Airline CEO Says They Don’t Plan to Walk Away From This Future

Would we have ever imagined in 2006 when JetBlue launched the world’s first sustained passenger flight with a jet fueled entirely by carbon dioxide-eating hydrogen that we would be debating the value of adding a suite of environmentally-friendly fuel options to our lives? The time it’s taken the industry to set aside years of rhetoric and pursue real action to make this become a reality, arguably, is too long for those of us who thought such a solution was a no-brainer. But according to American Airlines executive vice president for commercial aviation and president of American Airlines, Willie Walsh, there is a future for hydrogen, and in the near term the industry has no choice but to seek it out.

Traveling on Business Class, American’s King Charles Boeing 767 just took off from Bangkok for a layover in Nice, and our Westwind sister publication Airinsight is flying with American in Paris on U.S. airlines-on a new Airbus A319 equipped with the first commercial flight-to-plane engines made of Hydrogen Fuel Cell fuel cells. The new technology powered this early test flight, which the company notes was not only powered by commercial tankers carrying industrial grade Hydrogen Fuel cells, but also flew at a regular cruising altitude of 30,000 feet.

In the air, the crew began powering the U.S. airlines first commercial flight using hydrogen with a petro-diesel fuelling element. What’s coming up next on the Thomas Roberts Show — Airinsight (@airinsight) October 15, 2015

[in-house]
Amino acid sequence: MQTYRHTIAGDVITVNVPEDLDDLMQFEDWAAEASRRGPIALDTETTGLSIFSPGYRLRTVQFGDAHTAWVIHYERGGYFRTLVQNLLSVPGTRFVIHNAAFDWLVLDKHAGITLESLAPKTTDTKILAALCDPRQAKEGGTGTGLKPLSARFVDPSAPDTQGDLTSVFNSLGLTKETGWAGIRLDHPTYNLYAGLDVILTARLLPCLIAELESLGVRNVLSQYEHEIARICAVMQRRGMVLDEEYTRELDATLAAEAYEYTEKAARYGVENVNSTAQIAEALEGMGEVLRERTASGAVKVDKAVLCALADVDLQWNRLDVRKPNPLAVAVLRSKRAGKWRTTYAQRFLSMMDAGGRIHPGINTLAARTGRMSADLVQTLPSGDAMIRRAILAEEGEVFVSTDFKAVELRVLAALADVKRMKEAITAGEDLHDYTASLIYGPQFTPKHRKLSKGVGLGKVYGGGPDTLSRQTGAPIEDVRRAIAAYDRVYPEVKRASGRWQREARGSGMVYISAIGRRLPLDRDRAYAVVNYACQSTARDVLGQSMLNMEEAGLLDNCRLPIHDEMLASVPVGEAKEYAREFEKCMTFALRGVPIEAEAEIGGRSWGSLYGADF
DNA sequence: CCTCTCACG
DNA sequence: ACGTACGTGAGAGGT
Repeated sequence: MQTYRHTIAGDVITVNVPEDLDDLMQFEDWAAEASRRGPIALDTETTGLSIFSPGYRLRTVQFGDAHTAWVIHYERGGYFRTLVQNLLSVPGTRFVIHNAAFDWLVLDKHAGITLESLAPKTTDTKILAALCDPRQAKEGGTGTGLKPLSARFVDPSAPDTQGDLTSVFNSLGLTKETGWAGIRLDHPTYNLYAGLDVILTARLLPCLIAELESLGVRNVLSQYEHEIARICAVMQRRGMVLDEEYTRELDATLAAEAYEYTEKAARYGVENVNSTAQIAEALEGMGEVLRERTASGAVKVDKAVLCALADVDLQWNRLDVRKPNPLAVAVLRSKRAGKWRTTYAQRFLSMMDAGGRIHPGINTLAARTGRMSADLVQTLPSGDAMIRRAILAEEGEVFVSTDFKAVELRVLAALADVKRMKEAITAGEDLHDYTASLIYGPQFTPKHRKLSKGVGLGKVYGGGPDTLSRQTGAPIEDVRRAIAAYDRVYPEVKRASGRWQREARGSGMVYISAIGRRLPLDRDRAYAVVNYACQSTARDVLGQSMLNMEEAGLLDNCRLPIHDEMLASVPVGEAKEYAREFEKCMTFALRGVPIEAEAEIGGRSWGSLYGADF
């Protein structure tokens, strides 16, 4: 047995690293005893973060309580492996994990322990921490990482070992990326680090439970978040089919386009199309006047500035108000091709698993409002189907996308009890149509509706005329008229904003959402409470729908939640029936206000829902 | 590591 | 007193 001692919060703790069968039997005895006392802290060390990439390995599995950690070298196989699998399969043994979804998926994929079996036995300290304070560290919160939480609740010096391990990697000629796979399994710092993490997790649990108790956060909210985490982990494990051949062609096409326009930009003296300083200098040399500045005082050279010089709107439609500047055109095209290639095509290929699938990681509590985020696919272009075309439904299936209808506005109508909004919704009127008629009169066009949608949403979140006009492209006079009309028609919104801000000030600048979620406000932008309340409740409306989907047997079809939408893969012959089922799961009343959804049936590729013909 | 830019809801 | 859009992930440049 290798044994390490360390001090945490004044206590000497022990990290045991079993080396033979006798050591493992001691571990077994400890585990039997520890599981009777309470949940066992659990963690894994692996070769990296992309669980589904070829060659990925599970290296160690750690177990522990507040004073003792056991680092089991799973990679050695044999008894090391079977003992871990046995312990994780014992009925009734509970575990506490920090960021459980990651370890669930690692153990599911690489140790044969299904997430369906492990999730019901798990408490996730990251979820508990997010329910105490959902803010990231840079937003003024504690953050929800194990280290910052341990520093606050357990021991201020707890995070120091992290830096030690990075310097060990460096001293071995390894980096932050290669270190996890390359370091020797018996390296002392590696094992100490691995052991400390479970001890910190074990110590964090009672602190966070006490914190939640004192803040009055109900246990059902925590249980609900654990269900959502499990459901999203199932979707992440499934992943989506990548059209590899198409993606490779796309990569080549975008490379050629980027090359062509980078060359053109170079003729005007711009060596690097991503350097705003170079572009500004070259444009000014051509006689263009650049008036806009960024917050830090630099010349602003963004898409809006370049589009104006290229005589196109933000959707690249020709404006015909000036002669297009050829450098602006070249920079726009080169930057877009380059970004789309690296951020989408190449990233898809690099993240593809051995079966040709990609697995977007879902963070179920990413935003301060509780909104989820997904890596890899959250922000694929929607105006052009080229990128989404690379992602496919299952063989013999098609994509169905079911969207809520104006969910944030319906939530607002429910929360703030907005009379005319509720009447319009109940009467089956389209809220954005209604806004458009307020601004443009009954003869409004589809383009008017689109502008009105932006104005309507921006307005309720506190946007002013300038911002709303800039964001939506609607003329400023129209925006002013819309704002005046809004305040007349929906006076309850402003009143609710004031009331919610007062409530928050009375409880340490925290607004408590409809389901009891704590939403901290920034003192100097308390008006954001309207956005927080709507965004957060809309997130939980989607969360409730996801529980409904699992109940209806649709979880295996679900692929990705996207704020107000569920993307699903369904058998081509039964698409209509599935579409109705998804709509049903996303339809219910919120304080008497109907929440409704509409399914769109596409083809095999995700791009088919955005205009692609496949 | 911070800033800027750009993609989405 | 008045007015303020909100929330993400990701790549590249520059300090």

Speaking to the Washington Post, Walsh said that while this technology is still some two years away from commercial adoption, American doesn’t plan to leave its option open as it seeks out new options for the industry’s dwindling fleet of aircraft.

“For me, this is looking forward, and assuming a realistic timeline, we need to see how this works,” Walsh told the Post. “How does it react when there’s turbulence? How does it tolerate the stresses of your return journey?”

American will continue its testing to see if such planes are safe to fly even in worst-case scenarios.

Fuel could be the key ingredient for the most earnest effort to jumpstart the industry’s push for truly more sustainable aircraft—setting the stage for a future where the fleet could compete on whatever terms remain in the current low-cost economy model without the dependence on foreign oil.

First commercial passenger flight powered entirely by hydrogen fuel cells operated by Airbus: @ustream — Airinsight (@airinsight) October 15, 2015

The Atlantic envisions our future, which could also include commercial aircraft, being powered by diesel, an alternative.

Nah, it’s just not enough.

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